Me and my client, we're buddies, alright? It's one terrific partnership. Of course we trust each other, adore each other … contract? Pah! Hang on, I'm liable for what…?
If partnering as a procurement method has not exactly come of age yet, it has at least matured since those early days when the first edition of the NEC contract was published. It can take many forms. The GC/Works/1 approach is to add a "fair dealing and teamworking" clause and then leave the rest of the contract largely unaltered. At the other extreme PPC2000 integrates the professional team, the contractor and at least some of the subcontractors into the same contract. Despite this variety there is a recognition that partnering is a credible way of procuring construction. What works for Heathrow Terminal 5 can also work at the smaller end of the market.
There was some doubt about whether the courts would accept the legal validity of the necessarily vague concepts that partnering involves: mutual co-operation and trust for instance. In practice, however, the courts have gone with the flow: in Birse Construction vs St David the judge said: "These days one would not expect where the parties had made mutual commitments such as those in the Partnering Charter … to be concerned about compliance with contractual procedures [as long as] there had been true compliance with the letter or the spirit of the charter."
So what does all of this mean for design liability? Clients and designers are used to working collaboratively, in the early days of their relationship at least. The exact terms of the appointment are crucial, though. In those situations where the contract says nothing about standard of care, there is an implied duty of reasonable skill and care. Where there is a partnering contract, the level of design risk may be that of reasonable skill and care, or it could be strengthened slightly by the common provision that the reasonable skill and care be that of a designer who is skilled and experienced in designing the particular structure that is the subject of the project.
In a partnering contract there should still be some way of identifying exactly what services the designer is to provide. This is a key component of any appointment, and it is particularly important with partnering, when there may be some blurring of the edges between the work of different designers. There are always interfaces that require co-ordination, whatever form of procurement is used.
The great advantage of partnering is that all the parties are expected to work together to solve any design issues that may come up. This is good from the designer's point of view and from the client's. It should mean that the completed structure is more satisfactory and that there is less wastage in terms of abortive work in dealing with design issues.
The question of liability in a partnership can be difficult: if the parties have collaborated and the solution does not work, who is to blame?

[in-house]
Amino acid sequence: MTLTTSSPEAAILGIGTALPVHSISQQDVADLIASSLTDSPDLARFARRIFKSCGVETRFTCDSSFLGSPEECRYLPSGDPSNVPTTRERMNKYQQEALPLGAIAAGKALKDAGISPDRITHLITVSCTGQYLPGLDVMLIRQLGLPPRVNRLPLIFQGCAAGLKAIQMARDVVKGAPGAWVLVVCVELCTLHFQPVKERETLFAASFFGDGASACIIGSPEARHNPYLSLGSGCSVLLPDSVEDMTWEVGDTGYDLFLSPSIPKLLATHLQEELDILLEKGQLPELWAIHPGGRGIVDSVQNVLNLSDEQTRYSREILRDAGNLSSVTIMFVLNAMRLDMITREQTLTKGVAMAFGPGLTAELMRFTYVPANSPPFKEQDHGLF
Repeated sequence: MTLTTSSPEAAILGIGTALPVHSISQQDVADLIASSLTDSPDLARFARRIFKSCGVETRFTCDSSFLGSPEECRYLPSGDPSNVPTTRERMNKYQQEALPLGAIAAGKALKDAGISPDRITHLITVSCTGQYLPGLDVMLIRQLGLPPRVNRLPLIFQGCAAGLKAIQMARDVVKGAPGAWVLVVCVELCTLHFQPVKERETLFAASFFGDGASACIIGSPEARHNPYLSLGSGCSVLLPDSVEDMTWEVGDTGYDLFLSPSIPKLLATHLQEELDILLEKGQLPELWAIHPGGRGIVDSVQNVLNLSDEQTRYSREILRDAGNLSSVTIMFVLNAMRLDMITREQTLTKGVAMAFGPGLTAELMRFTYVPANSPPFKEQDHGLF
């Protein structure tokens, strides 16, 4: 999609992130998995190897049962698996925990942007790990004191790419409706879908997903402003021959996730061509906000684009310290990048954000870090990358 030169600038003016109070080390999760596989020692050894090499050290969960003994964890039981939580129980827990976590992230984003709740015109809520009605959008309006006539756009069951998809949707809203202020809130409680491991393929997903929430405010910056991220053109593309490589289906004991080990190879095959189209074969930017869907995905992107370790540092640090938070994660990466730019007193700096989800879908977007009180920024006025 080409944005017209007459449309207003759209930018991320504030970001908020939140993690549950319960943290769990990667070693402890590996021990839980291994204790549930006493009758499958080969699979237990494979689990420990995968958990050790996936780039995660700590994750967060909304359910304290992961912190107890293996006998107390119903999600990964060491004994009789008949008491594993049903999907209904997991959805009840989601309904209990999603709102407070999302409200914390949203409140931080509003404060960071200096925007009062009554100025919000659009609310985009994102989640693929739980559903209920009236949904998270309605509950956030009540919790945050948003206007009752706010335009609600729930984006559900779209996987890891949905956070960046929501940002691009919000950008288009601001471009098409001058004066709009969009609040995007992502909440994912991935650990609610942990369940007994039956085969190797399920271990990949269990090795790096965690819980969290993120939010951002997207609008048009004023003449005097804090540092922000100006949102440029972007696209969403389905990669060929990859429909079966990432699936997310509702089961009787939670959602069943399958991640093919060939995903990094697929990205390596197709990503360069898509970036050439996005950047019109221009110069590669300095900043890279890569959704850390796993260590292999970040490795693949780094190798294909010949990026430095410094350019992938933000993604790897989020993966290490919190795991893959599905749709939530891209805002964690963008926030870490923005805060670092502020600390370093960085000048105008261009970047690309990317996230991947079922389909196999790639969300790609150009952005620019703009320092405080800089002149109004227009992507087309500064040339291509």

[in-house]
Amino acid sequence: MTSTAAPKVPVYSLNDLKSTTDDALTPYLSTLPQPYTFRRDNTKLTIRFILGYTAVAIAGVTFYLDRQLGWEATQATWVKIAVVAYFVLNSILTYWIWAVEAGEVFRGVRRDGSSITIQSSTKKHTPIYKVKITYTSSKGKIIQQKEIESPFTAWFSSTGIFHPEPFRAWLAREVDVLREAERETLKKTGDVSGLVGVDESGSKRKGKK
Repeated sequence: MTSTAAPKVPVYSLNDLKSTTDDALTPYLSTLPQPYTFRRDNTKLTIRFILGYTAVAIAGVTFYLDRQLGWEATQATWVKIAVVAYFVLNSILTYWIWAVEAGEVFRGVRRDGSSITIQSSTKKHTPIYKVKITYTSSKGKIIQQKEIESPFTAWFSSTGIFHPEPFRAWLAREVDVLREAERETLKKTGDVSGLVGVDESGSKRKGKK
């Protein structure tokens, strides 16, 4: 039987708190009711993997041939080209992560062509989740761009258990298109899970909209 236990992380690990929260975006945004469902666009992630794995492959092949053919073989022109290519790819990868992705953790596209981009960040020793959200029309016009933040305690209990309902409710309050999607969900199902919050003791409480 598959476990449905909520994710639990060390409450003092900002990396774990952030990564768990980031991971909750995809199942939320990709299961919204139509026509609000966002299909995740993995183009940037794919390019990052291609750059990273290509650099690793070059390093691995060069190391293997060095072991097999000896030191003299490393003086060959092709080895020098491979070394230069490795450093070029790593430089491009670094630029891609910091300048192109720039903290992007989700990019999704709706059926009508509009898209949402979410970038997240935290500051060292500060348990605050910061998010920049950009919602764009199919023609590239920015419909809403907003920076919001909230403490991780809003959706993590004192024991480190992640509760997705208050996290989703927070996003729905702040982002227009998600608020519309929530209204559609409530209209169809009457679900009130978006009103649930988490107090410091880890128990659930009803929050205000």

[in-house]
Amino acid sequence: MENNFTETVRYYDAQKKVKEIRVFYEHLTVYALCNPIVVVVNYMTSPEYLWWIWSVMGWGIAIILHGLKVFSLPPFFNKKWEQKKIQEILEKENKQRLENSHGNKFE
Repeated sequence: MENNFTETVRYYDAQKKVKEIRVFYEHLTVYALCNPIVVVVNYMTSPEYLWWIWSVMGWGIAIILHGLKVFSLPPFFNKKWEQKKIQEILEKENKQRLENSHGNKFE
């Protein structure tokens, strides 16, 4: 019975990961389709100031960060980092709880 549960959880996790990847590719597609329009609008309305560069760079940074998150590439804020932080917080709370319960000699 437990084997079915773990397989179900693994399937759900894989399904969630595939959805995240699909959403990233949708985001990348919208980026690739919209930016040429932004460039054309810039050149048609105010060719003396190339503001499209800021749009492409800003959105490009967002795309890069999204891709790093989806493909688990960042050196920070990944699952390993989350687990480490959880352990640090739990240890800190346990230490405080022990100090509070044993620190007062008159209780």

The question of liability in a partnership, however, is more difficult: if the parties have collaborated to achieve a design solution to deal with a particular issue, and that solution does not work, who is liable?
In practice it may be difficult to work that out. Some contracts list the services for individual designers, add partnering concepts and hope for the best in terms of resolving liability issues if they should arise. Other contracts arrange to share pain and gain, so that if there is a problem, whether of design or anything else, the pain is shared in pre-agreed proportions among all the partnering members, including the client; if savings are made, these will similarly be shared.
There is another aspect to design liability in those projects where the partnering provisions have been bolted on to a more traditional approach. If the partnering arrangements work, there is no problem. If they do not, there can be serious and expensive arguments. At this point the partnering arrangements can be a double-edged sword. In Birse where there was an argument about whether the letter of intent was contractually binding, the judge said that "people who have agreed to proceed on the basis of mutual co-operation and trust, are hardly likely at the same time to adopt a rigid attitude as to the formation of a contract". So he did not accept arguments that there was no contract.
The message therefore is clear: even if you are working with your client on a partnering basis, it is still worth having a formal contract, and looking at the clauses in detail to see that you know what the standard of your duty of care is, that you understand what time constraints you will be working to and what the content of your work is to be (that is, your services). Equally, it is important to realise that if you are contractually obliged to co-operate, you need to take that obligation seriously. It will not work, and could involve you in greater liability, if you treat the contract like a traditional form.
Gillian Birkby is a partner at Fladgate Fielder, firstname.lastname@example.org